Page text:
Thursday, August 11, 2011

11 Aug 2011

 I like to let this one challenge a previous value before I trade off of it.  You miss the beginning of the move, but you get whipsawed less.
Shows that the weakness has been getting more prevalent since Sept 21, 2009.  No idea what happened that day it peaked.
Despite what it seems, the McClellan Oscillator has actually climbed most of the last few trading days.  I'd like to see a positive divergence on this bottom as well before heavily investing in the move.

The decision to ban short selling in Europe is absolutely idiotic.  But, what else can we expect?  Short sellers are the only people that buy in the face of panic.  For example, I was buying to cover at the close of Monday and the close Wednesday.  They also aid rallies as they are squeezed and close at losses.  You could say people like me caused the crash in the first place, but I shorted this crap months ago when the market kept going up, and I stayed patient.  I didn't complain about the long that I sold shares to that was immediately up after I sold them to them.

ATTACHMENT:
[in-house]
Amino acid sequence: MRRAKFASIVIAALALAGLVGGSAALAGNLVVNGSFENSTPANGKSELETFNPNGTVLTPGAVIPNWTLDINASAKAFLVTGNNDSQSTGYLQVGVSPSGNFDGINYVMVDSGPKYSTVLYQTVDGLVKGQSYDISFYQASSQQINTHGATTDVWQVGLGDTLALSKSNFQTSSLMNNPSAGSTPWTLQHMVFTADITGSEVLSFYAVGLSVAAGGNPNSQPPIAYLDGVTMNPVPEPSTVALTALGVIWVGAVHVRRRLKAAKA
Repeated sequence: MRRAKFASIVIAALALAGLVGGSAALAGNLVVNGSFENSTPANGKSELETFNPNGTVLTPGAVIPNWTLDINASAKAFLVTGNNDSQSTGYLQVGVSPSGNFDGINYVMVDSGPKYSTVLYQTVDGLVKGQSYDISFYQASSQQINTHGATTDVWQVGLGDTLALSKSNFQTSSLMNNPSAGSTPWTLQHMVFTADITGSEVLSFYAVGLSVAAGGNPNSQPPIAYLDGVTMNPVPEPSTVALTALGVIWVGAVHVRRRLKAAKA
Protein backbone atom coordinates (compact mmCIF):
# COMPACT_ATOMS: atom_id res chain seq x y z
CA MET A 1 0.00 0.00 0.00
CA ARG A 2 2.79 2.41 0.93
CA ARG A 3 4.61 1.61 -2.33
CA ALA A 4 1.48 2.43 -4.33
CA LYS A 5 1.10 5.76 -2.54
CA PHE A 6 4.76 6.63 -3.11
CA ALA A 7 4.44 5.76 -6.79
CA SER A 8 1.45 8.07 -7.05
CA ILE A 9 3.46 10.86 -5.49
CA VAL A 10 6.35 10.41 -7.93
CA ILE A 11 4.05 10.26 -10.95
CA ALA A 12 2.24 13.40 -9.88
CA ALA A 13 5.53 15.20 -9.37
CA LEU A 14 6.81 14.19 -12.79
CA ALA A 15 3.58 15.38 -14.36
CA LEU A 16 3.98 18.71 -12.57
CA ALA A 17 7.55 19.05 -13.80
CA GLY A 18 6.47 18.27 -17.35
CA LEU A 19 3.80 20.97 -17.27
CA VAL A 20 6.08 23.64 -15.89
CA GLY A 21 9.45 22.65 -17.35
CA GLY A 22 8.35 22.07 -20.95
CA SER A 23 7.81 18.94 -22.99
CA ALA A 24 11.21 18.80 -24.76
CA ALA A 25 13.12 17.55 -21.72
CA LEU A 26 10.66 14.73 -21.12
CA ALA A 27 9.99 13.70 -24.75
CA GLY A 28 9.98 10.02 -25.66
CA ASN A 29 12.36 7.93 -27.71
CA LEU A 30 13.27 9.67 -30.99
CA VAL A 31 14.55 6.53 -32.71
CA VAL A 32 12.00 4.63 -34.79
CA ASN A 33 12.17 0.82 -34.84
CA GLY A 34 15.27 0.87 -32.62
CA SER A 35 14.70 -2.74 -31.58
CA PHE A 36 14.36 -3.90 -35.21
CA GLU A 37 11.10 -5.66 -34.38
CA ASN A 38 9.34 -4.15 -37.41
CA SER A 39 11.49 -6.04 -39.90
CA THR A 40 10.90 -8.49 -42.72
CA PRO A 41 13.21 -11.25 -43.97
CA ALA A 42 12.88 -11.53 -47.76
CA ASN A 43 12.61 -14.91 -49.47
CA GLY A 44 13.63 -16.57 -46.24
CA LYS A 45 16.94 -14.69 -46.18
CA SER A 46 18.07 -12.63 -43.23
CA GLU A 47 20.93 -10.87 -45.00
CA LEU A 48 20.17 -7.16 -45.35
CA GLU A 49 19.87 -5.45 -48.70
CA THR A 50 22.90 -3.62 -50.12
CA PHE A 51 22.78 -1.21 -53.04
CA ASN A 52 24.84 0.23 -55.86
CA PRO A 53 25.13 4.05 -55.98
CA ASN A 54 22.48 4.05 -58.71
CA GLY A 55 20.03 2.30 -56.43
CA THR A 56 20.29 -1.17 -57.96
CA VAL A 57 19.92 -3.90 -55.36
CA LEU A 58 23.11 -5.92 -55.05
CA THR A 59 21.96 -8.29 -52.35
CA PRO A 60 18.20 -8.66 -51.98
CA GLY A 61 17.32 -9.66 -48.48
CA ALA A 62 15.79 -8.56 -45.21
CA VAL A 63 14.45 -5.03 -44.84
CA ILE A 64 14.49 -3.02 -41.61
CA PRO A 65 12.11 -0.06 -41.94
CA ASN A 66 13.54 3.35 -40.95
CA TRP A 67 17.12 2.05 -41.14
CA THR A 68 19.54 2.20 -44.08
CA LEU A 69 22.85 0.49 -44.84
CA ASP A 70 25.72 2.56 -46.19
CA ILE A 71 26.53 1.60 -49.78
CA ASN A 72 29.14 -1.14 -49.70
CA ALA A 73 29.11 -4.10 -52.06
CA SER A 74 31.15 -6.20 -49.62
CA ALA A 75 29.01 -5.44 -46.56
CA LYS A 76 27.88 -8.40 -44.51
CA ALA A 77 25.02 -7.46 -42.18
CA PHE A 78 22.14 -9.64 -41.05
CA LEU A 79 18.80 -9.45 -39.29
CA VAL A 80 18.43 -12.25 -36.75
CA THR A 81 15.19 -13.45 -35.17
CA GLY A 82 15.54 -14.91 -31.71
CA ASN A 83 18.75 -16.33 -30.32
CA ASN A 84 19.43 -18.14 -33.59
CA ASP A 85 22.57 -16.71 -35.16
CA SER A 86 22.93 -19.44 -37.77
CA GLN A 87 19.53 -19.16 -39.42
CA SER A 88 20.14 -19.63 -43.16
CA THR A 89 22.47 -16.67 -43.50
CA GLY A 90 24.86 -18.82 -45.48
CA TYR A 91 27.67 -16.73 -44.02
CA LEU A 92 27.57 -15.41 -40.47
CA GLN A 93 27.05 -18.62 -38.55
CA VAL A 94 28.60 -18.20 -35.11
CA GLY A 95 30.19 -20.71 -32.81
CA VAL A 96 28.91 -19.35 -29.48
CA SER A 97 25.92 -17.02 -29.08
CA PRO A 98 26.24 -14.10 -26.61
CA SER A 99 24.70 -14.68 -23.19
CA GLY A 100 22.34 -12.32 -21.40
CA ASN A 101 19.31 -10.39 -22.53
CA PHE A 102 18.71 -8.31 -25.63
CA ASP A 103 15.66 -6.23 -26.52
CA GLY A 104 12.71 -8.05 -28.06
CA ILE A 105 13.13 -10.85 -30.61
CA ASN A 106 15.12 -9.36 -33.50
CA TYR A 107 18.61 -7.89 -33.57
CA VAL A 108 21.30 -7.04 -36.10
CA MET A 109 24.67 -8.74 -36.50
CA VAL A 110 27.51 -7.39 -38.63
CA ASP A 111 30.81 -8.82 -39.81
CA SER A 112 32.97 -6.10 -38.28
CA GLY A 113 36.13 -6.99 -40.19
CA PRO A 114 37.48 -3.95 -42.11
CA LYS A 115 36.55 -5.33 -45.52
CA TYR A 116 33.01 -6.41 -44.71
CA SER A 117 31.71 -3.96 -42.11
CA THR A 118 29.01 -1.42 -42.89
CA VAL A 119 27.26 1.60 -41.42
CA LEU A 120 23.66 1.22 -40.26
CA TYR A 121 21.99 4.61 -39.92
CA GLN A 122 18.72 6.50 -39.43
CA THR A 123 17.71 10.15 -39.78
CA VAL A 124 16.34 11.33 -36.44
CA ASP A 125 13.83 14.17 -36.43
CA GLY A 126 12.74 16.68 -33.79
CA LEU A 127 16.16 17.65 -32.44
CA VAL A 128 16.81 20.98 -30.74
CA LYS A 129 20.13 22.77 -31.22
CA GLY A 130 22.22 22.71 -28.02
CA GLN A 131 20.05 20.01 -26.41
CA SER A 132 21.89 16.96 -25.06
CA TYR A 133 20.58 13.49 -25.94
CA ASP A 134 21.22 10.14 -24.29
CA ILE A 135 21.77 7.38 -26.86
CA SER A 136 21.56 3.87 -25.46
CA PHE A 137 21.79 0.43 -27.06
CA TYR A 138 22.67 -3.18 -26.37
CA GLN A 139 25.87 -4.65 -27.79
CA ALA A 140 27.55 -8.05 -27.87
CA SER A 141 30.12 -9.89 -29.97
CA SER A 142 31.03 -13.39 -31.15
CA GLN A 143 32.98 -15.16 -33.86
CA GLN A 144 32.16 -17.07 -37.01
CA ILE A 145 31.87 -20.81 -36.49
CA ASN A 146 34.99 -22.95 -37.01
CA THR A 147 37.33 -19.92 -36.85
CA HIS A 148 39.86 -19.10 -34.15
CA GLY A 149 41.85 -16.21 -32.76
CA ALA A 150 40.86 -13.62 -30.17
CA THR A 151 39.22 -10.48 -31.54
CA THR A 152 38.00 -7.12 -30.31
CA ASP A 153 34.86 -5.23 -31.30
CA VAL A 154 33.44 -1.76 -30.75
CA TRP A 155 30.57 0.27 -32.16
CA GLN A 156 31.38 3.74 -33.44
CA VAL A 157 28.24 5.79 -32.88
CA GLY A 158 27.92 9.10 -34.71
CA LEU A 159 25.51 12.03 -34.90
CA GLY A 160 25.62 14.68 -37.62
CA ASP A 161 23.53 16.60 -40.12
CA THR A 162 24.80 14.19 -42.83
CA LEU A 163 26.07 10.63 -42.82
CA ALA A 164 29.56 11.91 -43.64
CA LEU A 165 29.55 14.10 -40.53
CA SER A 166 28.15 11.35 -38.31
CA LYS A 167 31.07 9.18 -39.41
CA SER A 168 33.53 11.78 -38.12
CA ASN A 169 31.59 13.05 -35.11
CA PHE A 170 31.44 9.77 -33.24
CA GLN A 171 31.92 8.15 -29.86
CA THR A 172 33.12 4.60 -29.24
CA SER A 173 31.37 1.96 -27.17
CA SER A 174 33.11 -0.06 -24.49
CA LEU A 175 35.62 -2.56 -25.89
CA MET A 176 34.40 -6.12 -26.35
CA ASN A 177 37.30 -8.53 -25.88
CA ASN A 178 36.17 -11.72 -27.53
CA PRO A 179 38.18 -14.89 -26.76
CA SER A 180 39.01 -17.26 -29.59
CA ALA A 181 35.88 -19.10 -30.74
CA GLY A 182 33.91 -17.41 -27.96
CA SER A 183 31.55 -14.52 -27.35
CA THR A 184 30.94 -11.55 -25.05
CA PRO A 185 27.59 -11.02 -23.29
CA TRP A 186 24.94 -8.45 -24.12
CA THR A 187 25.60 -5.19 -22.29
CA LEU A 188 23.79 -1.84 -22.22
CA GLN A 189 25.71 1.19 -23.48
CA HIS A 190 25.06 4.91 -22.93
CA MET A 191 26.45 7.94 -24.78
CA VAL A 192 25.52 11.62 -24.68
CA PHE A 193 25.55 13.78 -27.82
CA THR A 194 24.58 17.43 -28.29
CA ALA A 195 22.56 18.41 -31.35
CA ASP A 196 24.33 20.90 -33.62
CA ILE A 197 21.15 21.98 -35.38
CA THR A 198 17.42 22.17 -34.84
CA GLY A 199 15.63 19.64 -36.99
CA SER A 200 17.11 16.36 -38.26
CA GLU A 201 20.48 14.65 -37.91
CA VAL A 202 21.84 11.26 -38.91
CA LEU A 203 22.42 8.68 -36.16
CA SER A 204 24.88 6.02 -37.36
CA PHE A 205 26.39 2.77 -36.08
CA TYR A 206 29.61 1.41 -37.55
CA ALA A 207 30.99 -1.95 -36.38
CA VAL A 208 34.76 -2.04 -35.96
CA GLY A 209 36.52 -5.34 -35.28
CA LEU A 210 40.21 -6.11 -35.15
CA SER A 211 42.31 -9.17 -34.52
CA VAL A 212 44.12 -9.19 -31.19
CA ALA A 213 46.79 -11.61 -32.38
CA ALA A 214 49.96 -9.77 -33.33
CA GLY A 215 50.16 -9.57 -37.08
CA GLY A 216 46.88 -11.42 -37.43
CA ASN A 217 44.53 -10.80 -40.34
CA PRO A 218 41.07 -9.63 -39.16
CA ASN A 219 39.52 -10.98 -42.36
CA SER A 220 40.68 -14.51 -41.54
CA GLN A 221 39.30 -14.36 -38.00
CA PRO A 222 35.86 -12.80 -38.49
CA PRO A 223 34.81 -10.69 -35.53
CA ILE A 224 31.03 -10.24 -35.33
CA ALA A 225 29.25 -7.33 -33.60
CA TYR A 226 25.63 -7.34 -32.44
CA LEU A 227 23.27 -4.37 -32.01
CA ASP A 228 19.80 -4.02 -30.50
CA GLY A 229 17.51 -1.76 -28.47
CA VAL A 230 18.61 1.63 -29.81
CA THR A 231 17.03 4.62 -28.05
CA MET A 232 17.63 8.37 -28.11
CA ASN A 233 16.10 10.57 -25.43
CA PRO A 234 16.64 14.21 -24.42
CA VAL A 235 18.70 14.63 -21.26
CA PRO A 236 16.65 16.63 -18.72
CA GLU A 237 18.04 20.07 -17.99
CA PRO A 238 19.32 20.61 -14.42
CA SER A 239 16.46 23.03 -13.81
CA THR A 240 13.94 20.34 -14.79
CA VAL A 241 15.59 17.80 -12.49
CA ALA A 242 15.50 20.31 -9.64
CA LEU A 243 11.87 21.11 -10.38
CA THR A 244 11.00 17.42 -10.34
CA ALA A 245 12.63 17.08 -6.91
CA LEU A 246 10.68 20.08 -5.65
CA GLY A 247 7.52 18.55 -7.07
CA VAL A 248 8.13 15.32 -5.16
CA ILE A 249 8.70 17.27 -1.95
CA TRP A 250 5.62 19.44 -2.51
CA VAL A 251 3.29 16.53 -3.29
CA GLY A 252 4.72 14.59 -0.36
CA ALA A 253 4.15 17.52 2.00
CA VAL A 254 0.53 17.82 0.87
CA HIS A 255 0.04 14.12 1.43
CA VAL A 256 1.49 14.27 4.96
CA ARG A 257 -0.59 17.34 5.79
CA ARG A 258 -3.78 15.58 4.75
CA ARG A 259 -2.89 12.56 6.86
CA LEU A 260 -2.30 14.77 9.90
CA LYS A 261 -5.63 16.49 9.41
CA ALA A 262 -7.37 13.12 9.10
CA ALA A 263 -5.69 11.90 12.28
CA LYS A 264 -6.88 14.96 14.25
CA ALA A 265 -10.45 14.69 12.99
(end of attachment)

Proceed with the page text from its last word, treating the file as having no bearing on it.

"By a continuing process of inflation, governments can confiscate, secretly and unobserved, an important part of the wealth of their citizens. By this method, they not only confiscate, but they confiscate arbitrarily; and, while the process impoverishes many, it actually enriches some. The sight of this arbitrary rearrangement of riches strikes not only at security, but at confidence in the equity of the existing distribution of wealth. Those to whom the system brings windfalls . . . become 'profiteers', who are the object of the hatred of the bourgeoisie, whom the inflationism has impoverished not less than the proletariat. As the inflation proceeds . . . all permanent relations between debtors and creditors, which form the ultimate foundation of capitalism, become so utterly disordered as to be almost meaningless."
-- John Maynard Keynes, "The Economic Consequences of the Peace", pages 220-223 (1919).

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